Trying On Selves
In his autobiographical Permanent Record, Edward Snowden’s joy in the freewheeling, anarchic Internet of the 1990s strikes a surprising chord. Born earlier and no techie, I recall the same youthful thrill of trying on different selves where nobody knew who I was.
In summer camps far from home, I could play at being whoever I wished and none of it would follow me home. Going out of state for college allowed another fresh start. We students were all exploring, testing ideas by trial and error, with no shame in saying something stupid one day and rescinding it the next. In my twenties, moves every year or two offered a series of chances to reinvent. Only my immediate family gave continuity, and they didn’t try to box me in.
Though by my thirties I found relationships in community at least as liberating as serial anonymity, later life events renewed the freedom—and the need—to recreate who I wanted to be.
Isn’t this the best of both worlds? A few close kith or kin who not only know you deeply, but also encourage you to experiment, change, and grow.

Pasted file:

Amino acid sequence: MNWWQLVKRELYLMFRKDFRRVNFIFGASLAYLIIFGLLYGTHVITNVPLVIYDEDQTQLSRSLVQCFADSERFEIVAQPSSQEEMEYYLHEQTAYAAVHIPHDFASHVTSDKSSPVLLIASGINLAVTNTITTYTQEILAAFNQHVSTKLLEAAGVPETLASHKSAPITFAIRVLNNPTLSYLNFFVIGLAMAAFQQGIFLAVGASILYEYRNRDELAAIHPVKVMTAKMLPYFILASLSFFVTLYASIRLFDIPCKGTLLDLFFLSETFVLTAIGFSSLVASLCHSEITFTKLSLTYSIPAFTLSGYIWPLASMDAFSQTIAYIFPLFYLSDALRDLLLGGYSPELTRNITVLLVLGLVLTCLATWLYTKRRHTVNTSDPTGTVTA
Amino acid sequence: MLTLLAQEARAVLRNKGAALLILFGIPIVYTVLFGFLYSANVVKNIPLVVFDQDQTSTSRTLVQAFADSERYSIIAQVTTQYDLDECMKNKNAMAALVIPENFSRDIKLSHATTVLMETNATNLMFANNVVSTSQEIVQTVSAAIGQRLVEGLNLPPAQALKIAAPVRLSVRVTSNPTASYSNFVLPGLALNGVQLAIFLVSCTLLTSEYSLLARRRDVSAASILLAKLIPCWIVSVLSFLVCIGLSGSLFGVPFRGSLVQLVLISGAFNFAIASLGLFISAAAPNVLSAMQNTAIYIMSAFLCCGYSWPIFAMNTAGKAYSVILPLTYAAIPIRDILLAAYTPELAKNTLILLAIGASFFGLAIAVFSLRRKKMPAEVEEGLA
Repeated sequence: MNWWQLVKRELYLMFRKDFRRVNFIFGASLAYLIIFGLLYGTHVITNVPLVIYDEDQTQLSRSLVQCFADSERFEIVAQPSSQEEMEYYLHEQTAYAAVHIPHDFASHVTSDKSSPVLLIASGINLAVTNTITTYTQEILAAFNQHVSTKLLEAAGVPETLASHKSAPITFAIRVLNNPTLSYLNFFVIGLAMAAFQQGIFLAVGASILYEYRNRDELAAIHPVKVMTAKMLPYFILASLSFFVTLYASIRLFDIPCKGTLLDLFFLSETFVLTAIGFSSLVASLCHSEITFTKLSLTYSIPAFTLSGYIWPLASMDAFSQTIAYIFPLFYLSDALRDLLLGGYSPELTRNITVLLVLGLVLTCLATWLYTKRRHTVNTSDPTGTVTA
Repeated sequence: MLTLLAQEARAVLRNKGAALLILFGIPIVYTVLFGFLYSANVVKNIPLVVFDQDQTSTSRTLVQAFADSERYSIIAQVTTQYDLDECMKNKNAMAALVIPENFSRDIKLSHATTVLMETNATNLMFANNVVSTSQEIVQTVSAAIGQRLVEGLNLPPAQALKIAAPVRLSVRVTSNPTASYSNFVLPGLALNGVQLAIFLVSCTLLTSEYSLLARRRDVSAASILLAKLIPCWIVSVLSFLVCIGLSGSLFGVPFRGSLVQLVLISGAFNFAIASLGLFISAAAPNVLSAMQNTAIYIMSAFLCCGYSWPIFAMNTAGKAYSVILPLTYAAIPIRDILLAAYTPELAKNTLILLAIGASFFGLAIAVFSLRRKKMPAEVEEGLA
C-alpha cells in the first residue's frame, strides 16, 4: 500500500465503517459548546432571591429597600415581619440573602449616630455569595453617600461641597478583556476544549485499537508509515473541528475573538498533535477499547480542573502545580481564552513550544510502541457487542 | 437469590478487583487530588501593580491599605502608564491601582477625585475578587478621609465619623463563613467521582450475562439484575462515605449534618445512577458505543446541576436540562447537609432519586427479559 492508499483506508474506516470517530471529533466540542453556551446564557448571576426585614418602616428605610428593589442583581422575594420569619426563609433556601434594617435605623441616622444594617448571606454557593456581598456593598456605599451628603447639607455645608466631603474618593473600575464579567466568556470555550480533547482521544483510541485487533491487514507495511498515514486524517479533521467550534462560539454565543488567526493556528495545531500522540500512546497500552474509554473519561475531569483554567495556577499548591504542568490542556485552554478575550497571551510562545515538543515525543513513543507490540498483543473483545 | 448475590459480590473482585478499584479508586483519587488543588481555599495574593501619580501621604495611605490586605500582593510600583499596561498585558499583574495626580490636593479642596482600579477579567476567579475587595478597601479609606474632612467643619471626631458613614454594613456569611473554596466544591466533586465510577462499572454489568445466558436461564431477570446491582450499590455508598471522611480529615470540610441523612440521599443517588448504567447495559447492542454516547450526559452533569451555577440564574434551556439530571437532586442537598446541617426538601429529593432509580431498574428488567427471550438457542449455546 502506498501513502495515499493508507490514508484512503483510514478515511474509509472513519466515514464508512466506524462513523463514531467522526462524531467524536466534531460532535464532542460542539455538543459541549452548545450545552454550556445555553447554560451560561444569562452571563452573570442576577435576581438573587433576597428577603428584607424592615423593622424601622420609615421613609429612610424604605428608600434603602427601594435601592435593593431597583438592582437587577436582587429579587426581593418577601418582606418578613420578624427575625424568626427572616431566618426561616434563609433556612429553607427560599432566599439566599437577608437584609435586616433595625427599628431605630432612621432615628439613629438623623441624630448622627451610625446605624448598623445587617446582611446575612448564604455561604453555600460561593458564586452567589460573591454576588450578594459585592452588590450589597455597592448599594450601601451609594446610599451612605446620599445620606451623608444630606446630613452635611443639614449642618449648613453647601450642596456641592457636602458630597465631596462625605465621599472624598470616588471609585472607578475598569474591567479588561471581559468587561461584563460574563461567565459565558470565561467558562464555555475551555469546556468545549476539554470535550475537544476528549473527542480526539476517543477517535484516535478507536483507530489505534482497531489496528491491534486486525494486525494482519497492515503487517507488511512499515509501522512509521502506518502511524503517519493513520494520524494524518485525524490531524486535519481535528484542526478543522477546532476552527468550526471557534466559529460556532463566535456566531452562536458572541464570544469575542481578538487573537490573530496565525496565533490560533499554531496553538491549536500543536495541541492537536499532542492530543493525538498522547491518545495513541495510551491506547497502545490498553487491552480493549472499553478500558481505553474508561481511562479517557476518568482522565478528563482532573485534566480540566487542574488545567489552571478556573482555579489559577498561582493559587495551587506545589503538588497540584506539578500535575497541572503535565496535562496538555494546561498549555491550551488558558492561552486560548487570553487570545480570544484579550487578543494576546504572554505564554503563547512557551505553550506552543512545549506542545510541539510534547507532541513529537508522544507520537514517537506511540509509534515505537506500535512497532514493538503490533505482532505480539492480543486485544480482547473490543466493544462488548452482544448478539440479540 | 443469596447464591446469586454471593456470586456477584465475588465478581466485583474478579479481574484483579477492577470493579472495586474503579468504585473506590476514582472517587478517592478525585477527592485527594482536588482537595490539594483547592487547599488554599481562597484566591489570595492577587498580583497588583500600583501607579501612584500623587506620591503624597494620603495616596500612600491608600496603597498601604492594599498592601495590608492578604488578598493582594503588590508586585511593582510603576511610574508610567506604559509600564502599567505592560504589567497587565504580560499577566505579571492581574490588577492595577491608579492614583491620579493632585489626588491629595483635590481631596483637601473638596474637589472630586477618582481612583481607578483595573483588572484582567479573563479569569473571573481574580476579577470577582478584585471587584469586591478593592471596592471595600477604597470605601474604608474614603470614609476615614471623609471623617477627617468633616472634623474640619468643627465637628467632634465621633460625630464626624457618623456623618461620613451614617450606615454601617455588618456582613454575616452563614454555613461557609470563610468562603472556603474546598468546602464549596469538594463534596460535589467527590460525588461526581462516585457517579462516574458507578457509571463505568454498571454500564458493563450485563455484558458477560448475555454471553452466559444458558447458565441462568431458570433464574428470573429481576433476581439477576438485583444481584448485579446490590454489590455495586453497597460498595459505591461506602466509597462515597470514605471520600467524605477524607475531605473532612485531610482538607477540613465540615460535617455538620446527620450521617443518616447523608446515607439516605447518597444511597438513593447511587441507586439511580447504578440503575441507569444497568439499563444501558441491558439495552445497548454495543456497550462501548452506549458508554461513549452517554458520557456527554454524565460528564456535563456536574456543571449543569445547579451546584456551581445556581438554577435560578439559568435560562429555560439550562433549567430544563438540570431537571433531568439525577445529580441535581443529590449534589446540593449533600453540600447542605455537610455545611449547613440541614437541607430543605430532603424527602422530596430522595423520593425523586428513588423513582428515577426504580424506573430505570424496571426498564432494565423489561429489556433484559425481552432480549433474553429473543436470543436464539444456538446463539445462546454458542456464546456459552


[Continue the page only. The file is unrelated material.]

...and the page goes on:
2/3/2020 12:02:05 pm
Hi. Thanks for writing & sharing this.
2/3/2020 01:35:32 pm
Interesting observation, Bob. Thanks! Where does one draw the line? When we're free to be as anonymous as we please, we can abuse it by being two-or-more-faced and not taking responsibility for our words. On the other side, for adolescents trying to figure out who they are, might pressuring them to be consistent and present a coherent identity before they're ready get in the way of exploring, experimenting, trying things on for size? I don't know the answer, unless it's to positively encourage reconsidering (instead of condemning it as "flip-flopping") at the same time as we ask people to stand behind their words and deeds of the present.
2/5/2020 02:04:22 pm
That's an important aspect of study abroad I don't hear much abroad. Yes, it's great for cross-cultural understanding, and for language immersion when it's in a country with a different language - and it's also good for self-knowledge, especially in the teen and early adulthood years of identity formation. Not just by offering new experiences and exposure to a new culture, but for time and space to experiment, as you say. Thanks so much for sharing from your experience.
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I'm a historian who writes novels and literary nonfiction. My home base is Madison, Wisconsin.